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The University of Missouri’s president, Tim Wolfe, resigned Monday morning in the face of a walkout by faculty and a strike by football players that was started by black students at the school who had argued that he had not done enough to combat racism on campus.

But did you know that one of the protests key leaders, the grad student who brought initial national attention to the protest by going on a week long hunger strike is a member of Phi Beta Sigma?

It is true, it turns out that the Jonathan Butler is a member of the black fraternity Phi Beta Sigma.

As of 9 a.m. Monday morning, it had been a week since the 25-year-old University of Missouri graduate student had eaten because of a hunger strike he began in an effort force the university president Tim Wolfe to resign and get the school’s administration to make changes because he and other university activist thought they had been unresponsive to a series of racist incidents on campus. (The school’s student newspaper made this timeline of the incidents)

Butler vowed that he would not eat until Wolfe was removed from office.

“I will not consume any food or nutritional sustenance at the expense of my health until either Tim Wolfe is removed from office or my internal organs fail and my life is lost,” Butler wrote in a letter to the UM System Board of Curators.

“Butler’s act of protest, in concert with other activism coordinated by a group of students who called themselves Concerned Student 1950 — a nod to the year that black students were first admitted to the university — has seized the nation’s attention. And, on Saturday night, members of Missouri’s football team announced that they would join the protest, and would not practice or play until Butler’s demands were met.” The Washington Post stated yesterday.

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When asked about the state of his health after not eating for almost a week this is what Butler told the Washington Post:

“No one really understands what my body is going through. My body is literally shutting down. I definitely have pain all over, shortness of breath. I’m overheated one minute and then I’m shivering the next, so there is just a lot that my body is going through right now. But I don’t really try to focus on that, I’m trying to focus on the fact that I really am encouraged by the activism that’s going on. There are a lot of white allies that are coming on board, there is a lot of education, people are talking about this in classrooms.”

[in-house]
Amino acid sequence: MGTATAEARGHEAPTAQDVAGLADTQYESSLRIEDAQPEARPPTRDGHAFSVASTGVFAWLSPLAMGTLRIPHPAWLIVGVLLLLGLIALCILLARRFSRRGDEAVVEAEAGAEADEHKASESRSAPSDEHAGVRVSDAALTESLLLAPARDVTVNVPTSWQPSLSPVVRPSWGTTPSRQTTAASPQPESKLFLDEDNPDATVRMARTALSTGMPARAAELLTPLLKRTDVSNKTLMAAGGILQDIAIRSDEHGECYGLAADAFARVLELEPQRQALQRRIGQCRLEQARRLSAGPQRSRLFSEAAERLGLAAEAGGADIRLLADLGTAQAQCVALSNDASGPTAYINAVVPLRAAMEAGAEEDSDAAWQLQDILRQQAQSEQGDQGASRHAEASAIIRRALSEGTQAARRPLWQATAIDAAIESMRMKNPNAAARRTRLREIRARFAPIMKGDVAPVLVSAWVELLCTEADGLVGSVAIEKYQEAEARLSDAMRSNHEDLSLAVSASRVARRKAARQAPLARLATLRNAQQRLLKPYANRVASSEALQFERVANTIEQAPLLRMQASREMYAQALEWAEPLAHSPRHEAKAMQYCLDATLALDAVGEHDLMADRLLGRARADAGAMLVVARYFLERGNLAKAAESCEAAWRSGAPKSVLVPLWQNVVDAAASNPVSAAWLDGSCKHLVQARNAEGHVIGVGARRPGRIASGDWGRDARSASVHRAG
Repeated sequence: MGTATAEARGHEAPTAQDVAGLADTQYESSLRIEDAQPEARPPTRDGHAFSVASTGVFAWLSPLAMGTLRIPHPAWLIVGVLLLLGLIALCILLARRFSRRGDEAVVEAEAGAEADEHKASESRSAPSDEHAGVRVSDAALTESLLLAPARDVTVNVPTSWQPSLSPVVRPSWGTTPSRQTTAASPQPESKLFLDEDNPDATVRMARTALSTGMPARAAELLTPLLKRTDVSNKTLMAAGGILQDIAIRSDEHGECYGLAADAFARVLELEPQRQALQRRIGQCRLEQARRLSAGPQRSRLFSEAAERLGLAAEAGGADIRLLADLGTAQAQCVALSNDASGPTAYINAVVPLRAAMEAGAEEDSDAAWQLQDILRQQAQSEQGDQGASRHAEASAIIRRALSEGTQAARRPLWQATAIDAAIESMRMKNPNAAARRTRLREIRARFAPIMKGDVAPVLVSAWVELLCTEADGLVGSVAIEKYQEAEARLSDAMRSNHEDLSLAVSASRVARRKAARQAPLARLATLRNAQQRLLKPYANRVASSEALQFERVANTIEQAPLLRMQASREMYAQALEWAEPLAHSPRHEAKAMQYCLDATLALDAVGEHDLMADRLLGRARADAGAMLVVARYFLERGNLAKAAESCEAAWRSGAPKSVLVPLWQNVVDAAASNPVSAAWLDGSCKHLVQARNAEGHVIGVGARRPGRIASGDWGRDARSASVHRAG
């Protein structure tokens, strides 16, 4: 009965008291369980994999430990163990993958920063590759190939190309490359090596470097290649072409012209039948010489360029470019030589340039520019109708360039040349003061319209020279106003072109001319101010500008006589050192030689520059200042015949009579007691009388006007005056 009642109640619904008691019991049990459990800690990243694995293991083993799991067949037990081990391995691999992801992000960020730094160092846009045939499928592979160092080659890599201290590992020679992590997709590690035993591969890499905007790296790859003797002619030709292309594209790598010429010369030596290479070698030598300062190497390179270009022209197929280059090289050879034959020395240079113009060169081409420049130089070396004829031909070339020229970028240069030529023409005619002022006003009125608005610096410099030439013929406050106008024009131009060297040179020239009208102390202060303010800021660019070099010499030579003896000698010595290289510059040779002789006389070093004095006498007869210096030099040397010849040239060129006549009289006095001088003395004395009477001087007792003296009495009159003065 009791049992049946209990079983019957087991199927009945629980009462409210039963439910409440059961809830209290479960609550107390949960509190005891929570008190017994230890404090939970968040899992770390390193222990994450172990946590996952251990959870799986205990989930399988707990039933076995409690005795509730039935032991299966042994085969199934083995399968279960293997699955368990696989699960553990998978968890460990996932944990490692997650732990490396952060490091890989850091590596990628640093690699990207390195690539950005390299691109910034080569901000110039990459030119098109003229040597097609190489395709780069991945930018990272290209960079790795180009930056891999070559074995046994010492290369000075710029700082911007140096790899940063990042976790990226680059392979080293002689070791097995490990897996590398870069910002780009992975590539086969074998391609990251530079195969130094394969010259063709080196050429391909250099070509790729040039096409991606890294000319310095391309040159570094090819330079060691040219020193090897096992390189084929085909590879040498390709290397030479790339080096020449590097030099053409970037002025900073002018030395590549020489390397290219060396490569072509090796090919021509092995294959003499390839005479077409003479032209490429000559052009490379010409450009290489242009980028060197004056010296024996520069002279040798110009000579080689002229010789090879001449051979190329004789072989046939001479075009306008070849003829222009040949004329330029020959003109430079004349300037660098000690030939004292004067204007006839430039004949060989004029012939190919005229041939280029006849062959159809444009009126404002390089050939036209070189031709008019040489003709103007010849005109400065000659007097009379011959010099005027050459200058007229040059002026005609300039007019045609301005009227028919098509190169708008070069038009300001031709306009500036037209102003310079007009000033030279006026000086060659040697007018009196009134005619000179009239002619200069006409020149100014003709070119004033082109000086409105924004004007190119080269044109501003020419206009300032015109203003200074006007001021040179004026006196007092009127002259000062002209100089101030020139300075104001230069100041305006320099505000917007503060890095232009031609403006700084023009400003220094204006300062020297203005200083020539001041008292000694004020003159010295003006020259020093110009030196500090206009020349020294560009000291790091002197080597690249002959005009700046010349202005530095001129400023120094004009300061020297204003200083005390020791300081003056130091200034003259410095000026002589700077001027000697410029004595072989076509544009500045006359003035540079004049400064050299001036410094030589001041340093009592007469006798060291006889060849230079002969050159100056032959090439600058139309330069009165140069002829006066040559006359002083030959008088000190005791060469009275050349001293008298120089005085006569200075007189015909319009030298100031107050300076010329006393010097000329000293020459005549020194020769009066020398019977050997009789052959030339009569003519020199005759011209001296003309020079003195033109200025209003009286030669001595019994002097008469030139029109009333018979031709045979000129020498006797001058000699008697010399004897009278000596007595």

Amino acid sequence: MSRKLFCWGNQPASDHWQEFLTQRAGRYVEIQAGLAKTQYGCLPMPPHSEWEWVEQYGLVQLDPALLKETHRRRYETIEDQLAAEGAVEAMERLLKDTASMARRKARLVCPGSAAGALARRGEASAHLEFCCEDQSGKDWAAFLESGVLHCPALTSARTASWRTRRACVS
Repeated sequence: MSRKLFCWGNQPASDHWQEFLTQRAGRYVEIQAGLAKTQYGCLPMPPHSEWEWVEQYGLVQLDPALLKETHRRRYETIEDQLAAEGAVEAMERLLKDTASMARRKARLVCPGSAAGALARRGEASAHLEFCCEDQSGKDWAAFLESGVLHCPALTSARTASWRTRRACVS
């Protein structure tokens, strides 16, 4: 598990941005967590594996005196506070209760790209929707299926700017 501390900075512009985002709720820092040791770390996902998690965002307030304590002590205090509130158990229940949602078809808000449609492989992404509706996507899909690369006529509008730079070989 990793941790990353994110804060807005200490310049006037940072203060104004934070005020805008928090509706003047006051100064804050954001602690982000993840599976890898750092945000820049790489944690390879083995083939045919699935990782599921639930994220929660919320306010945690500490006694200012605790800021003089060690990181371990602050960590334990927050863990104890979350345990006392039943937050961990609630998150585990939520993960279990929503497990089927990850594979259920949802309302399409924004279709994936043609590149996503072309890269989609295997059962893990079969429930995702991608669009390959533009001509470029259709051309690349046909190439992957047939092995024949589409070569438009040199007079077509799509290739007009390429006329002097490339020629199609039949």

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He also stated this:

“The campus climate here at the University of Missouri is an ugly one, it’s one that often we don’t talk about and it’s one that, when issues come up, whether it’s sexual assault, whether it’s Planned Parenthood, whether it’s racism, it gets swept under the rug because we want to rest on our traditions and rest on all these values that we hold in high esteem. And I think the message is that underneath all of that there is a lot of dirt and there’s a lot of pain and there’s a lot of hurt. There’s things that need to be changed. And at the end of it all, even if you don’t really understand what I’m saying, even if you can’t really understand systemic oppression and systemic racism, is the fact we can’t be at a university where we have values like “Respect, Responsibility, Discovery and Excellence” and we don’t have any of those things being enacted on campus, especially in terms of respect. I’m on a campus where people feel free to call people the n-word, where people feel free as recently as last week, to used [their] own feces to smear a swastika in a residential hall. Everything that glitters is not gold. We really need to dig deep and be real with ourselves about the world we live in and understand that we’re not perfect but understand that just because we’re not perfect doesn’t mean we don’t start to understand and address the issues around us.”

The Board of Curators called an emergency meeting for Monday morning to discuss the unrest but before that happened Tim Wolfe, the school’s president stepped down.

Jonathan quickly took to twitter to share his happiness.Screen Shot 2015-11-09 at 12.12.23 PM

Congratulations to Jonathan Butler! His hard work and sacrifice paid off and created positive change. We at would like to show respect to all of the students involved and because we focus mainly on Black fraternities and sororities we wanted to highlight this brother on his activism for the wider greek community to see.

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